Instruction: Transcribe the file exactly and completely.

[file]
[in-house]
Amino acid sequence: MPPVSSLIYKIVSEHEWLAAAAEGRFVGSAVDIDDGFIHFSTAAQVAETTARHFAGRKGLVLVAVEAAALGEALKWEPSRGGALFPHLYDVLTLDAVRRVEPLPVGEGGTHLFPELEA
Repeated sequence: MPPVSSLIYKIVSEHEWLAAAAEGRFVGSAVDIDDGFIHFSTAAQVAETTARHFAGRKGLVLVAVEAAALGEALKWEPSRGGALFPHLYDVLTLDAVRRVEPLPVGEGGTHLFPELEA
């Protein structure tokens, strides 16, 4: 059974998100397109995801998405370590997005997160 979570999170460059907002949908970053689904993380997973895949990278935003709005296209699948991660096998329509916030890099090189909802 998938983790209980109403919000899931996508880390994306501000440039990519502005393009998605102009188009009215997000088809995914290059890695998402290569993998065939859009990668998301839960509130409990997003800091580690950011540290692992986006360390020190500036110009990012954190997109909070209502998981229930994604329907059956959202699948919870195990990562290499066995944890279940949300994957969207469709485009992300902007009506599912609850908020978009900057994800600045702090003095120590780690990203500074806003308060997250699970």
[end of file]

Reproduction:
[in-house]
Amino acid sequence: MPPVSSLIYKIVSEHEWLAAAAEGRFVGSAVDIDDGFIHFSTAAQVAETTARHFAGRKGLVLVAVEAAALGEALKWEPSRGGALFPHLYDVLTLDAVRRVEPLPVGEGGTHLFPELEA
Repeated sequence: MPPVSSLIYKIVSEHEWLAAAAEGRFVGSAVDIDDGFIHFSTAAQVAETTARHFAGRKGLVLVAVEAAALGEALKWEPSRGGALFPHLYDVLTLDAVRRVEPLPVGEGGTHLFPELEA
């Protein structure tokens, strides 16, 4: 059974998100397109995801998405370590997005997160 979570999170460059907002949908970053689904993380997973895949990278935003709005296209699948991660096998329509916030890099090189909802 998938983790209980109403919000899931996508880390994306501000440039990519502005393009998605102009188009009215997000088809995914290059890695998402290569993998065939859009990668998301839960509130409990997003800091580690950011540290692992986006360390020190500036110009990012954190997109909070209502998981229930994604329907059956959202699948919870195990990562290499066995944890279940949300994957969207469709485009992300902007009506599912609850908020978009900057994800600045702090003095120590780690990203500074806003308060997250699970």